Its not doing anything for me today. As an aside, Kevin Carter (who took this picture, that won the 1994 Pulitzer prizes for photography) killed himself in a park near my house. As a child I used to catch tadpoles and crabs in the river there. Unfortunately these days as an unsupervised minor undertaking such a venture you are more likely to catch Diphtheria, experience unbidden sodomy and then have your organs harvested in room lit by single flickering light bulb. Which as I understand it, is less amusing than keeping river creatures in a glass jar until they belly up and die after a few days. I’m glad I got to kill larval stage animals without compromising my sphincter integrity or losing a kidney. It doesn’t seem like a good trade off. (ah, the good ol’ days)

Speaking of creepy crawlies (after reading Caroline Paul – Fighting Fire) my wife and I have become very cognisant of not letting my two year old daughter develop irrational fears. Ie. We have been super careful not to unfairly demonize snakes, spiders and hexapodal invertebrates… its cute when she says ‘hello’ to the Daddy-long-legs or the Christmas beetle. But obviously less endearing when she tries to offer salutations to a Black Widow or tries to high five hornets. My mother muses out loud that her grandchild is a Hindu. I think she means a Jain… but I don’t really want to get into it with her. To my mother all Indians are Hindu. In any event I have become this weird black-helicopter parent*. Which in invalidates 90% of the concepts I imagined about being a parent. It certainly wasn’t how I was raised…

* which is basically like a regular helicopter parent, but supposedly working in the background in stealth mode (with varying degrees of success) and only intervening under dire circumstances. Sometimes I wonder if I’m coddling her.

In other news I’ve taken four Tramadol (not all at once) in an effort to rid myself of this throbbing headache. So I’ve been pumping myself full stimulants and opioids since I woke up. I marking today down as a failure for cleaning living. Just thought I would mention it.

 

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NOT a murder mystery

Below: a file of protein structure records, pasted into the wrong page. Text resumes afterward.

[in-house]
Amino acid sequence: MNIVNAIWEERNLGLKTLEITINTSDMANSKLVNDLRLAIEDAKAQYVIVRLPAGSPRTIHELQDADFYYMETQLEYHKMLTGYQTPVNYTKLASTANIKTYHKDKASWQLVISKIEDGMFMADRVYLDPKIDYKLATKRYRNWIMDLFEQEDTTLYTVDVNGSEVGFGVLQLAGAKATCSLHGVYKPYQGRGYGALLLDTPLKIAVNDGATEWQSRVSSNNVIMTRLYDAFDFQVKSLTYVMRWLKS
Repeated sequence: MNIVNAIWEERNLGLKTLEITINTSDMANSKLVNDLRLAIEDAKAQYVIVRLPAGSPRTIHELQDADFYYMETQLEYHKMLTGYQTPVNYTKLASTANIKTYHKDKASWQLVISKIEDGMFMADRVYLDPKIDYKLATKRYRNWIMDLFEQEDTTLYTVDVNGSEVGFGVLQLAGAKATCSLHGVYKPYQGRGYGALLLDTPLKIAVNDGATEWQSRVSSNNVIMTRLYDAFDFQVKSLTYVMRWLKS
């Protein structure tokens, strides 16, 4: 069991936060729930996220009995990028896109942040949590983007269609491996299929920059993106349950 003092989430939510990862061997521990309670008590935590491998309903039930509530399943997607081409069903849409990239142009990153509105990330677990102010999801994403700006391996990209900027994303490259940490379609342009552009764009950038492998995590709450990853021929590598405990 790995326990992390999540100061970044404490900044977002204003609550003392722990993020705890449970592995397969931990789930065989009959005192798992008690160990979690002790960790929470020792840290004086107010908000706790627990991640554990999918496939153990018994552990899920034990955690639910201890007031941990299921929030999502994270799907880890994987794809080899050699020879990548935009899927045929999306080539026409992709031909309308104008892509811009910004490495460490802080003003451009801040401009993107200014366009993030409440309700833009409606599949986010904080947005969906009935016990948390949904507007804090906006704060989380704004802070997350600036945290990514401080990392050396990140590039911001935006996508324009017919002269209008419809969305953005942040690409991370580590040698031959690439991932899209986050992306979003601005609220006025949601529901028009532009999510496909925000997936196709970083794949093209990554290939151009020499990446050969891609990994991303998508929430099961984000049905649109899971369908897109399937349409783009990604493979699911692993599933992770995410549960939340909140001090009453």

I forgot to lock my front door last night.

Terry Pratchett has this great paragraph about how, in Ankh-Morpork, there are actually very few murders. Mostly dead bodies are considered suicide. Walking in the Shades after dark for example, is suicide.

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While Johannesburg likely wasn’t used as a template for this Discworld metropolis (as far as I know) I feel it definitely ranks in the top five most Ankh-Morporkian cities on this particular plane of existence. The most glaring difference (which precludes Jo’burg from the top spot) is that instead of a brass bridge lined with hippos over the river Ankh (primarily used to dispose of dead bodies) we have a bridge over a train yard. (which broadly serves the same function). Also a bridge made of brass would have been stolen ages ago.

In any event, not locking your front door in South Africa is broadly considered suicide. (glad we made it!)

In all fairness in order to get into the master bedroom to murder us they’d still have to make it past the booby traps (the playroom strewn with caltrops/Lego), the vicious guard basset (oh who am I kidding) and there’s always the chance they might trip over the German Shepherd in the passage. I sleep like the dead, but all the commotion might wake the missus (who will then punch me, ‘Your turn’.)

Back when I was an (irresponsible) bachelor I slept with a Glock (.40S&W) underneath my pillow, 1UP and ready to rumble. It caused me endless frustration when girlfriends wanted to sleep over. (where is the Glock going to sleep?) Although savvy enough NOT to suggest they go sleep in the other room due to their presence deteriorating the defensive integrity of fort Joey, it generally elevated my already simmering levels of anxiety. (Clearly I had other qualities which glossed over some of the other more serious psychological… eh…  deficiencies)

Marriage has mellowed me somewhat (or turned the liquid cloudy, depending on how you look at it). These days instead of rolling out of bed and into my body armour I first have to go the cupboard and take it off a coat hanger. I also have to waste precious time taking my Glock out of the safe and cycling a round into the chamber. All this while under the added pressure of being murdered.

Its all very inconvenient.

 

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Koevoet

Koevoet was the colloquial name given a police paramilitary unit based in South West Africa (now Namibia) during the South African border war in the 1980’s. Its official name was SWAPOL-COIN (South West African Police counterinsurgency), but Koevoet (translated as Crowbar) was just easier for everyone concerned. It compared the  insurgent to a nail, buried in the wood, which would then be pulled by Koevoet.

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During the ‘war’, Soviet and Cuban trained insurgent troops were crossing the Angolan border on foot and then heading south into the interior of the country to wage asymmetric warfare against soft targets. It was very difficult to track and kill these insurgents with conventional military forces. As in Iraq and Afghanistan, these insurgents looked exactly like the local population, spoke the same language and were very difficult to differentiate by foreign troops. Koevoet developed very unique tactics to fight these insurgents effectively and had the highest kill ratio for any unit in the conflict.